Posted by Makiko Nakasone on Nov 29, 2017
We took 60 students in the English Japanese Immersion Program at Glendale Unified School District to the Japanese American National Museum today.  This is part of the year-long Rotary Global Grant Project: Peace Educational Project in Southern California.  The goal of the project is to help students learn from the history to raise awareness, nurture peace, and take an action.  The Japanese American docents who themselves were internees during WWII led the tour of the museum, where the students learned that 120,000 U.S. citizens with Japanese ancestry and their Japanese immigrant parents were interned in barracks in the desert immediately after the Pearl Harbor attack by the Japanese with a short notice, leaving behind most of their belongings.  Many students were in disbelief to learn that a family of seven were placed in a small room similar to a two car garage, that the bathrooms were outside far away from their barracks, and that they ate in a mess hall.  They definitely learned how dramatically common people's lives had to change because of war.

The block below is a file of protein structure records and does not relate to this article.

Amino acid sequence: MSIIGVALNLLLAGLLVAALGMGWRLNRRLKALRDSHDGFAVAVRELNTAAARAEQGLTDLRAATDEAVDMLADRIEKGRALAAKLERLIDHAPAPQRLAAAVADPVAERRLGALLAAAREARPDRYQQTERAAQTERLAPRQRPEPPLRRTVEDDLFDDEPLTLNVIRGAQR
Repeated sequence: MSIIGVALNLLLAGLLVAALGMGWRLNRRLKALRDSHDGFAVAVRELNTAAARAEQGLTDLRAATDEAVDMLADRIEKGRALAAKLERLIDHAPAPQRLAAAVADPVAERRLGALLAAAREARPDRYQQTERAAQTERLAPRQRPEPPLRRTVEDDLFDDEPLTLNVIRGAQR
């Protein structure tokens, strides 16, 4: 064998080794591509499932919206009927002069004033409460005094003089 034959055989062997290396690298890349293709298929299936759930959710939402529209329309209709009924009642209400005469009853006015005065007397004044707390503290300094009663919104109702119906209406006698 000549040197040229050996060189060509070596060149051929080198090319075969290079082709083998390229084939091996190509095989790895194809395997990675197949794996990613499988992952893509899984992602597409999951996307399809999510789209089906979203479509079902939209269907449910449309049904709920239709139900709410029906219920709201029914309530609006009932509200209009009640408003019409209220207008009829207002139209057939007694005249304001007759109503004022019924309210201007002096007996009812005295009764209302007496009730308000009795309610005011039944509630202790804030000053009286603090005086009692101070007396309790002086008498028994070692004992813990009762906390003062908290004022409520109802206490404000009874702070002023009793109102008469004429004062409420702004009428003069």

On December 8, we will visit Dunsmore Elementary School to present books on peace for the Rotary Peace Library and seedlings of the Ginkgo survivor tree from Hiroshima.  In January, 2018, Hibakusha Hiroshima survivors and the Japanese American internees will visit Dunsmore Elementary School, Verdugo Woodland Elementary School, and Wilson Middle School to speak to all students in the assemblies.
As a finale of the Peace Educational Project, we are planning the first Rotary Community Peace Conference at the Japanese American Cultural & Community Center in Little Tokyo, Los Angeles, on Saturday, April 14, 2018.  There the students will present their group projects on peace and participate in a speech contest on peace.  There will also be a line up of great speakers and presenters from Hiroshima Peace Culture Foundation, Nuclear Age Peace Foundation, Rotary Peace Fellow, Physicians with Social Responsibilities, Amnesty International, etc.  It is a free conference for all in the community.